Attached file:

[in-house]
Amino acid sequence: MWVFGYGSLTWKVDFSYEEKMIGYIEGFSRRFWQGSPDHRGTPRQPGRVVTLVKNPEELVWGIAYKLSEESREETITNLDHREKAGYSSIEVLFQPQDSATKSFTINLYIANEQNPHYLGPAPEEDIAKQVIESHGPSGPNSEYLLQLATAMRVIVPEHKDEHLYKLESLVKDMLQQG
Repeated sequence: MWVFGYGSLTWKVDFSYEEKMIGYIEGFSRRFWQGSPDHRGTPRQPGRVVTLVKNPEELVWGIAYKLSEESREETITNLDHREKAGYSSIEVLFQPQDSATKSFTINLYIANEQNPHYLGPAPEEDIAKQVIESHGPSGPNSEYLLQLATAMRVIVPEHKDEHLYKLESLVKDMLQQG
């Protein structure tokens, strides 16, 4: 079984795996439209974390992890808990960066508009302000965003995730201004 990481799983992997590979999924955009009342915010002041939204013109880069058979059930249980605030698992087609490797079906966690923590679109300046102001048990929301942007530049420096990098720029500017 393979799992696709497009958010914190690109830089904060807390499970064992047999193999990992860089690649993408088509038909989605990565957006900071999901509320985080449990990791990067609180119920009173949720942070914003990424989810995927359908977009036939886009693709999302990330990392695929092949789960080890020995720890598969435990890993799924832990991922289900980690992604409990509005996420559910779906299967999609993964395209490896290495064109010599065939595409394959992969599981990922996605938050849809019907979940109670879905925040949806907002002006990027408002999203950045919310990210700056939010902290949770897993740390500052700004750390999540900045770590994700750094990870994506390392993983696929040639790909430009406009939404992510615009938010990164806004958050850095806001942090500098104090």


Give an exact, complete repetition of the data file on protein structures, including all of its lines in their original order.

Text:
[in-house]
Amino acid sequence: MWVFGYGSLTWKVDFSYEEKMIGYIEGFSRRFWQGSPDHRGTPRQPGRVVTLVKNPEELVWGIAYKLSEESREETITNLDHREKAGYSSIEVLFQPQDSATKSFTINLYIANEQNPHYLGPAPEEDIAKQVIESHGPSGPNSEYLLQLATAMRVIVPEHKDEHLYKLESLVKDMLQQG
Repeated sequence: MWVFGYGSLTWKVDFSYEEKMIGYIEGFSRRFWQGSPDHRGTPRQPGRVVTLVKNPEELVWGIAYKLSEESREETITNLDHREKAGYSSIEVLFQPQDSATKSFTINLYIANEQNPHYLGPAPEEDIAKQVIESHGPSGPNSEYLLQLATAMRVIVPEHKDEHLYKLESLVKDMLQQG
């Protein structure tokens, strides 16, 4: 079984795996439209974390992890808990960066508009302000965003995730201004 990481799983992997590979999924955009009342915010002041939204013109880069058979059930249980605030698992087609490797079906966690923590679109300046102001048990929301942007530049420096990098720029500017 393979799992696709497009958010914190690109830089904060807390499970064992047999193999990992860089690649993408088509038909989605990565957006900071999901509320985080449990990791990067609180119920009173949720942070914003990424989810995927359908977009036939886009693709999302990330990392695929092949789960080890020995720890598969435990890993799924832990991922289900980690992604409990509005996420559910779906299967999609993964395209490896290495064109010599065939595409394959992969599981990922996605938050849809019907979940109670879905925040949806907002002006990027408002999203950045919310990210700056939010902290949770897993740390500052700004750390999540900045770590994700750094990870994506390392993983696929040639790909430009406009939404992510615009938010990164806004958050850095806001942090500098104090």